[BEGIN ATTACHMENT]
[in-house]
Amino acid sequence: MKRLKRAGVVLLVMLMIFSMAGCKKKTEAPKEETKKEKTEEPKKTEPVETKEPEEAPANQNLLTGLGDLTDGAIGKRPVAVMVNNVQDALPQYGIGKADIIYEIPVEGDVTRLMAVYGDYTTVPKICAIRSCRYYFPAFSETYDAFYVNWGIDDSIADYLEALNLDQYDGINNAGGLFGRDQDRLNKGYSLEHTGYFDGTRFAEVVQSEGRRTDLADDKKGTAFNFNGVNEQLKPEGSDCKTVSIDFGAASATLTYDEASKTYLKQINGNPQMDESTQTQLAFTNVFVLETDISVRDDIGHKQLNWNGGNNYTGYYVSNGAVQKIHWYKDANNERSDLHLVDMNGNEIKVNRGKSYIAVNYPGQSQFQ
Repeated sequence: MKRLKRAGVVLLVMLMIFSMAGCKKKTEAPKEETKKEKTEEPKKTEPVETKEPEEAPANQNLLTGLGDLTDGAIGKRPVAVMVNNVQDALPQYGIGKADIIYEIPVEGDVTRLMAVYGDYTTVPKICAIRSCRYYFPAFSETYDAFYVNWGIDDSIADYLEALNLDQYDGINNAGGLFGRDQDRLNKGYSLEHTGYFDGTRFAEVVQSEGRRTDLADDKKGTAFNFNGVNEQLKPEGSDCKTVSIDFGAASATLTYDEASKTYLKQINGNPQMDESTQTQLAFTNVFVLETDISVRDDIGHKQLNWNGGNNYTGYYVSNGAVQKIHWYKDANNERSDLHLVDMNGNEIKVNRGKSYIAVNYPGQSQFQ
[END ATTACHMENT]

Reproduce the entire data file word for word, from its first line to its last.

[in-house]
Amino acid sequence: MKRLKRAGVVLLVMLMIFSMAGCKKKTEAPKEETKKEKTEEPKKTEPVETKEPEEAPANQNLLTGLGDLTDGAIGKRPVAVMVNNVQDALPQYGIGKADIIYEIPVEGDVTRLMAVYGDYTTVPKICAIRSCRYYFPAFSETYDAFYVNWGIDDSIADYLEALNLDQYDGINNAGGLFGRDQDRLNKGYSLEHTGYFDGTRFAEVVQSEGRRTDLADDKKGTAFNFNGVNEQLKPEGSDCKTVSIDFGAASATLTYDEASKTYLKQINGNPQMDESTQTQLAFTNVFVLETDISVRDDIGHKQLNWNGGNNYTGYYVSNGAVQKIHWYKDANNERSDLHLVDMNGNEIKVNRGKSYIAVNYPGQSQFQ
Repeated sequence: MKRLKRAGVVLLVMLMIFSMAGCKKKTEAPKEETKKEKTEEPKKTEPVETKEPEEAPANQNLLTGLGDLTDGAIGKRPVAVMVNNVQDALPQYGIGKADIIYEIPVEGDVTRLMAVYGDYTTVPKICAIRSCRYYFPAFSETYDAFYVNWGIDDSIADYLEALNLDQYDGINNAGGLFGRDQDRLNKGYSLEHTGYFDGTRFAEVVQSEGRRTDLADDKKGTAFNFNGVNEQLKPEGSDCKTVSIDFGAASATLTYDEASKTYLKQINGNPQMDESTQTQLAFTNVFVLETDISVRDDIGHKQLNWNGGNNYTGYYVSNGAVQKIHWYKDANNERSDLHLVDMNGNEIKVNRGKSYIAVNYPGQSQFQ